timent expressed at the 12 public hearings conducted in late
April and in May was favorable toward the routes and sta-
tion locations which had been proposed by the engineering

Stuart stated that a number of recommendations had been

made for modifications, extensions, and additions to the pro-
posed routes. He recommended that MARTA “undertake a
planning program similar in refinement to what is required

under Section 701 of the Housing Act of 1954 to examine
the possibilities of the following:

1. A line towards the Perry Homes area in Northwest


2. An extension of the West line to Fulton Industrial

3. An extension of the East Lime past 1-285.

4, A line towards South DeKalb County. This line needs
only to be studied sufficiently at this time to identify

potential corridors. There is no need as yet to per-

form patronage studies.”
Stuart’s proposal was adopted by the Board.
Stuart also summarized the public response at the 12
public hearings. The following is a brief account of Stuart's

EAST POINT, April 29. East Point and College Park
speakers were outspoken in their support of the project and
the way in which we are developing our program. They
were delighted that the first hearing was held in their areas.
Only one person spoke in opposition, and he objected to the
cost and to taking people out of East Point,

LENOX, April 30. Leading citizens spoke strongly for

the project. The Buckhead Alternate excited no interest at
the hearing, but since then we have learned of considerable
feeling in opposition to this alternate. When work on this
subject progresses sufficiently. we should go back for another
formal hearing.

DOWNTOWN, May 2. We received strong endorsement
from all the business groups such as the Atlanta Chamber of
Commerce, Central Atlanta Progress, Inc., Atlanta Jaycees.
and from the Mayor's office.

WEST END, May 6. West End business. civic and church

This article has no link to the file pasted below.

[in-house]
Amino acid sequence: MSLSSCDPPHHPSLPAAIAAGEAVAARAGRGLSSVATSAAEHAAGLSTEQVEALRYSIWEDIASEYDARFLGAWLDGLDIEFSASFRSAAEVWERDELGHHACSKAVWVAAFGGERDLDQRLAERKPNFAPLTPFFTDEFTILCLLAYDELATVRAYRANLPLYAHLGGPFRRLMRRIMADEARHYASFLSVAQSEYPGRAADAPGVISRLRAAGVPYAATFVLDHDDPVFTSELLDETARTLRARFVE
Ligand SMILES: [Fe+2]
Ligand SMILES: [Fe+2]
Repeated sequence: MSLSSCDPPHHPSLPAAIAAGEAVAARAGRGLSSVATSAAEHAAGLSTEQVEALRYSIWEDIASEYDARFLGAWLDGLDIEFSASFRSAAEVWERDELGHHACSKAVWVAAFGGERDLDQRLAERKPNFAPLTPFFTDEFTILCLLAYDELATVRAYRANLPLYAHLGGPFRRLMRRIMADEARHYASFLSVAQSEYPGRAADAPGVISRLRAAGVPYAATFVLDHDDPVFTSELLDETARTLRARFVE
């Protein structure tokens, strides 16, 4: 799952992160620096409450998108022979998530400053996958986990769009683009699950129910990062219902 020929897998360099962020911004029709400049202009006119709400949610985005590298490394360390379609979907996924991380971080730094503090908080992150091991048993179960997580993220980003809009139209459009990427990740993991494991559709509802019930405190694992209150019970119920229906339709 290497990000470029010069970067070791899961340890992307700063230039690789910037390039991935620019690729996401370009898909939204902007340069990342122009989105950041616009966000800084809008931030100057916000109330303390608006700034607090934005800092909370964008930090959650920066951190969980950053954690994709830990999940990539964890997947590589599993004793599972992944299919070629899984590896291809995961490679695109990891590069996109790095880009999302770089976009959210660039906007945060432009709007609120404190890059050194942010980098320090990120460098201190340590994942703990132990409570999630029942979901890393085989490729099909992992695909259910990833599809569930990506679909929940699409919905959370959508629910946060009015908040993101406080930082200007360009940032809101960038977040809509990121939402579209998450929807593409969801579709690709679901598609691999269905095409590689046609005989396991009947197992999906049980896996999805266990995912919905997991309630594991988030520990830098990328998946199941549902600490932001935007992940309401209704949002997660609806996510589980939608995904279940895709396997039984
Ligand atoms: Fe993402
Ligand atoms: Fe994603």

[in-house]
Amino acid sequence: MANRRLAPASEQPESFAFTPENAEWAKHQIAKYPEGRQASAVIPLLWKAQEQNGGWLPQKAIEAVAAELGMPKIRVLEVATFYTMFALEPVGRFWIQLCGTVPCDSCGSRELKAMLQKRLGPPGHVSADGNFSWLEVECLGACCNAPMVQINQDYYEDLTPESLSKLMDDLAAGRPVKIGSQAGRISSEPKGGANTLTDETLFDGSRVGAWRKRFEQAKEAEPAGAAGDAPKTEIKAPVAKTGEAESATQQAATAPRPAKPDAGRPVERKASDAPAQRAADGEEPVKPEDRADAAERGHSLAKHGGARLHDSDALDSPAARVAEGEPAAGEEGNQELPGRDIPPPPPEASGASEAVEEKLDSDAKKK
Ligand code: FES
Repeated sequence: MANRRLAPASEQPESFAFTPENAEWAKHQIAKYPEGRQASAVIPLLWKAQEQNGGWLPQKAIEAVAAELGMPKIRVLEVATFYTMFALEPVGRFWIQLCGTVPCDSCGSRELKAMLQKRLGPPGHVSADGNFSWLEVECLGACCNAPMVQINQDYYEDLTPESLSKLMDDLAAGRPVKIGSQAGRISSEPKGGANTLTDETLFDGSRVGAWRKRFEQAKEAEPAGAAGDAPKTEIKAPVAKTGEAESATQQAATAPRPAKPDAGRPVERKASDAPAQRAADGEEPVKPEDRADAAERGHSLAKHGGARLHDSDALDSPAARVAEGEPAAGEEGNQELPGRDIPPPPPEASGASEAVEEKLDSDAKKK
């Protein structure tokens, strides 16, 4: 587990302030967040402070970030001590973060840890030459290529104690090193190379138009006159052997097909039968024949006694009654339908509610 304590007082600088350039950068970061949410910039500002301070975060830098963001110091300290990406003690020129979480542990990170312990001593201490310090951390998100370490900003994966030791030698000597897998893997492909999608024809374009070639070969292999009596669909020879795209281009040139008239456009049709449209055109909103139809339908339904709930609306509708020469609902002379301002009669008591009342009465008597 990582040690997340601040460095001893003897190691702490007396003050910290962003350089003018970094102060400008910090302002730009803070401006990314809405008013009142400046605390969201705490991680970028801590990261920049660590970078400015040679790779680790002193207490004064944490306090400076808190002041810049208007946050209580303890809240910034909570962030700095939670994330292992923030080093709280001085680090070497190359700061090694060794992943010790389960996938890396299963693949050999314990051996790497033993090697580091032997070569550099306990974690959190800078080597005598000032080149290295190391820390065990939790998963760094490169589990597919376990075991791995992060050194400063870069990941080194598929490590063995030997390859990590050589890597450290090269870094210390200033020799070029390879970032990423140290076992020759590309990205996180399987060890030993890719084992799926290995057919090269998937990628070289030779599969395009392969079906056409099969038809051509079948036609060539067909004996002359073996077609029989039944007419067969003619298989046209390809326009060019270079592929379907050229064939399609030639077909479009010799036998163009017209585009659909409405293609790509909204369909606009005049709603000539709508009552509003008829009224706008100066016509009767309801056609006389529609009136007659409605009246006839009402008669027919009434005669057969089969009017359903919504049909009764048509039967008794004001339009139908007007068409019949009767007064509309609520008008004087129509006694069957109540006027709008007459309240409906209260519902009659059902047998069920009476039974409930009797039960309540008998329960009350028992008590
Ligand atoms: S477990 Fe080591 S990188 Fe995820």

groups gave us a strong endorsement. They did not place into
the record their earlier request for a different station site.
We are continuing to work with them on this matter.

CLAYTON COUNTY, May 9 (Forest Park). We received
100 per cent support from the Clayton County Commissioners
and gratifying support from business and other leaders. One
man appeared to protest cost estimates which were not at
issue at the hearing, and to abject to the continuance of the
Clayton County vacancy on the MARTA Board.

DECATUR, May 13. We received strong support from
business and political leaders, but they made it very clear
that more lines are needed to serve DeKalb County. Strong
support was given to the Decatur Alternate, which would
place the station closer to the Courthouse Square. One
speaker expressed concern about costs.

DORAVILLE, May 15. This hearing was also productive
in that local speakers gave us advice about the schedule of
development they expect. In one word, “quicker.” They rec-
ognize that Doraville/Chamblee is a long way out, but a
prolonged development schedule is not acceptable. A stated
reason for the impatience of North DeKalb County residents
is the crowded condition of the Northeast Expressway.

WEST SIDE, May 16. A very productive hearing in that
communications were established with a substantial part of
the Negro community. We received a list of requests from
the Atlanta Summit Leadership Conference, and we were
able to respond to them positively.

CANDLER PARK, May 20. We used a different com-
munications pregram to generate attendance. and learned
that the method used for the West Side hearing was more
effective. Statements made most often by speakers related to
requests for assurances about no job discrimination,

AME ZION CHURCH, May 22. Several speakers took
exception to our arrangement for the West Lake Station.
They place more importance on our use of vacant land than
we do, and they do not place as much importance on street
access as we do, Most speakers addressed themselves to ob-
jections to our organization; specifically, the absence of
Negro employees on the staff and the limited Negro repre-
sentation on the Board. We explained this as best we could.

SANDY SPRINGS, May 27. Speakers presented an un-
derstanding that Sandy Springs is not a first priority, and
they expressed quite clearly that they expect to be part of
our project some day,

SOUTH DEKALB, May 29. There was some expression
of interest and need for a rapid transit line into South De-
Kalb County where none is now shown. However, the pro-
ponents of this South DeKalb Line also stated that they do
not travel into Atlanta very often.


ATLANTA. GA, 30303 +*PHONE 524-5711


Edited by Kitna Evuiottr


Ricuann H. Rica. Chairman Roy A. Brount. Pire Chairman